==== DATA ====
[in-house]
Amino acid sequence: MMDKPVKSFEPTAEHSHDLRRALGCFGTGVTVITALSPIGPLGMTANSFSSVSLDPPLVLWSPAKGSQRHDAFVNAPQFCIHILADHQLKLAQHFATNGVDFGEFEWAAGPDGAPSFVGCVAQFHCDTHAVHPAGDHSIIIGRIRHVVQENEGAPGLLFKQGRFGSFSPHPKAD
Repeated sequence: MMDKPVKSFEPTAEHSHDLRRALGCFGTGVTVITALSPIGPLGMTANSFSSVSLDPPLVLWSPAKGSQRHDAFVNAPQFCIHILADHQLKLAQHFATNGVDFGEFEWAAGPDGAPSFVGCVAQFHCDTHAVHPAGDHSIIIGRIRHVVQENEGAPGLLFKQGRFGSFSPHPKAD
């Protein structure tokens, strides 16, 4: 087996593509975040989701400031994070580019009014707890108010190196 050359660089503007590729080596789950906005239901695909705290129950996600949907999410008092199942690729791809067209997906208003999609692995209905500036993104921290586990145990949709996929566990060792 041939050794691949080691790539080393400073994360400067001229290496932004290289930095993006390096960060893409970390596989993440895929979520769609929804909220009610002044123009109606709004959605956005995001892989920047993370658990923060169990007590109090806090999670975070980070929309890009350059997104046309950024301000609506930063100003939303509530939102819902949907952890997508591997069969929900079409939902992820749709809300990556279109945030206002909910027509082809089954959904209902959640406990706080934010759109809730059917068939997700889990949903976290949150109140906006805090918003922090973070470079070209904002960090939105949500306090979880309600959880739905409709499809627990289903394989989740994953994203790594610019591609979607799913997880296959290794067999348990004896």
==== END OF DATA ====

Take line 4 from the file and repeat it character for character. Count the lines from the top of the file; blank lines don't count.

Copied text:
């Protein structure tokens, strides 16, 4: 087996593509975040989701400031994070580019009014707890108010190196 050359660089503007590729080596789950906005239901695909705290129950996600949907999410008092199942690729791809067209997906208003999609692995209905500036993104921290586990145990949709996929566990060792 041939050794691949080691790539080393400073994360400067001229290496932004290289930095993006390096960060893409970390596989993440895929979520769609929804909220009610002044123009109606709004959605956005995001892989920047993370658990923060169990007590109090806090999670975070980070929309890009350059997104046309950024301000609506930063100003939303509530939102819902949907952890997508591997069969929900079409939902992820749709809300990556279109945030206002909910027509082809089954959904209902959640406990706080934010759109809730059917068939997700889990949903976290949150109140906006805090918003922090973070470079070209904002960090939105949500306090979880309600959880739905409709499809627990289903394989989740994953994203790594610019591609979607799913997880296959290794067999348990004896």